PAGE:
It can’t have been any easier being him than anyone else gifted enormous wealth too young. Within 15 years of being able to afford Elton John LPs only at car-boot sales, he was flying Elton – not to mention a certain Foreign Secretary and future PM – to his Umbrian palazzo.
I made the journey once myself, albeit on easyJet rather than privateJet. He summoned me the week before Trump won the 2016 election, plainly intending to sack me. I was of minor use to him as the author of theatre-awards speeches and ghostwriter of occasional articles, but perhaps he was mildly fond of me as well. Whatever the explanation, a visibly nervous Lebedev bottled it, and we sat up drinking instead with a few members of his staff.
It was like being with Princess Margaret on Mustique. No one could retire until he did. Having been up since 4am for the flight, by 5am the next day, with at least a litre of vodka in me, I was edging towards fatigue.
The hangover cure he later conjured was a novel one. Revelling in his 007 baddie image, but slightly improving on the fluffy white cat, he introduced me to Boris and Lara, his pet wolves. However appalling the human Boris looked when returning from his visit, I looked worse.
A year later, the self-awareness and lack of pomp I had found engaging at that first dinner was replaced by imperious paranoia. An email arrived from someone with the unwittingly hilarious job title Chief of Staff to Evgeny Lebedev.
With it came an attachment. Although, pre-Weinstein, the non-disclosure agreement had yet to acquire its current reputation, this one seemed sinister enough.
For the lavish consideration of £1, it compelled me never to disclose a dickie bird not only about Lebedev, but about anyone who ever set foot in any of his personal and business premises. It also sought to impose a legal duty to prevent others from speaking disparagingly about him, or to report anything of the sort to his representatives. References to these obligations surviving my employ hinted that again he wanted to sack me.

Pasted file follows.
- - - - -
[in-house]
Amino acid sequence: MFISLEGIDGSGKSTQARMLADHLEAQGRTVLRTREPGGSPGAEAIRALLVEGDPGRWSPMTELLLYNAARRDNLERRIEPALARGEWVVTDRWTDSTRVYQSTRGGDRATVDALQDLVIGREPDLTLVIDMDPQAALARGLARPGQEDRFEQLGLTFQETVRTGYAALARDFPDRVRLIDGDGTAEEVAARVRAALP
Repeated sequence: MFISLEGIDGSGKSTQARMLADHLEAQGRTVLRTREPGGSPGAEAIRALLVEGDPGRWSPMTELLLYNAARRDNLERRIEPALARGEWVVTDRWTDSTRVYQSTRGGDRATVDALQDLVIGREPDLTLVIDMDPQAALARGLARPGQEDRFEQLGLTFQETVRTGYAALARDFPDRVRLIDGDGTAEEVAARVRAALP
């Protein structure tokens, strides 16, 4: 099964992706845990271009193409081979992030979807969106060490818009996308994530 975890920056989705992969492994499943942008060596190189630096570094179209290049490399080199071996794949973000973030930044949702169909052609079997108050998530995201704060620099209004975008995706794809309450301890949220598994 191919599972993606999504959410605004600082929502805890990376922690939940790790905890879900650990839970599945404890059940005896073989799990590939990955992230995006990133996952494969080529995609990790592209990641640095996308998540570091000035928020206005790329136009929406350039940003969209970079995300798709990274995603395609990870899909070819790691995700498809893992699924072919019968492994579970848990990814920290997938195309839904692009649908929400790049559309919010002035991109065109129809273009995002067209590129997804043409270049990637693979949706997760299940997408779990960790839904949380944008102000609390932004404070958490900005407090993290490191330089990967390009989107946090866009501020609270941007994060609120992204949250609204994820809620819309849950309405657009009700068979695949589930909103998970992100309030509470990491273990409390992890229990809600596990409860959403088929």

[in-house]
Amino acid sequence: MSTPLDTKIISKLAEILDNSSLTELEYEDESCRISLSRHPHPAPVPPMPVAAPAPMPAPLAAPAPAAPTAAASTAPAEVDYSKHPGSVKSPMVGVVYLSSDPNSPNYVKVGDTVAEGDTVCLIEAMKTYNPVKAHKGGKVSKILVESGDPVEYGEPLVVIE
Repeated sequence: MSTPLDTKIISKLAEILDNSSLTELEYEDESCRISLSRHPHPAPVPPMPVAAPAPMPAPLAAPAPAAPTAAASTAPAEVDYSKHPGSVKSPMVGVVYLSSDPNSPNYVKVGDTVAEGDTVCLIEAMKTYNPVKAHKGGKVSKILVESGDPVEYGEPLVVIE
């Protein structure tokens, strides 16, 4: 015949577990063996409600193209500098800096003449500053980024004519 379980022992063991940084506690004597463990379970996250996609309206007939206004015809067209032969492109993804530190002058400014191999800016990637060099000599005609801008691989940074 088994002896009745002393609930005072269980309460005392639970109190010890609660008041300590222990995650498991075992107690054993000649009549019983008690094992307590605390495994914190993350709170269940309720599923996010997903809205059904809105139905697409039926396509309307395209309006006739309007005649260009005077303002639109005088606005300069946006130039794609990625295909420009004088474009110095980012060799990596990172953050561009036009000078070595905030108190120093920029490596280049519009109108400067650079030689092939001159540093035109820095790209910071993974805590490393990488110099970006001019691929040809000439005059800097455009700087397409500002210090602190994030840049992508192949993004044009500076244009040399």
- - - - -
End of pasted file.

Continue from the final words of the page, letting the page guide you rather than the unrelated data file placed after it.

I told the Chief of Staff that, what with being a journalist, I couldn’t conceivably agree to this; but that if he sent me one restricted to commercially sensitive information to which I’d been privy, I’d consider signing that. The Chief asked me to lunch and handed me what he called ‘a less thermonuclear’ NDA. I stuck it in a drawer, unread, and forgot about it.
My final encounter with this riddle wrapped in a mystery inside an enigma came at his 2019 Christmas do, the night after the general election.
Among that familiarly Tussaudian crowd, a triumphal Johnson pitched up to kiss the ring. I left soon after that (one must retain some standards about the company one keeps).
The very last time I set eyes on Evgeny Lebedev, he was in his usual hostly position. He stood on the outskirts of the room, looking blankly yet anxiously on as his guests edged towards the caviar.
As so often, he struck me as a character transposed from the work of F Scott Fitzgerald. A lost, vacuous, melancholic young man using wealth of dubious provenance to entertain those whose approval he craved for reasons he couldn’t begin to fathom, let alone explain. The Great Gatski.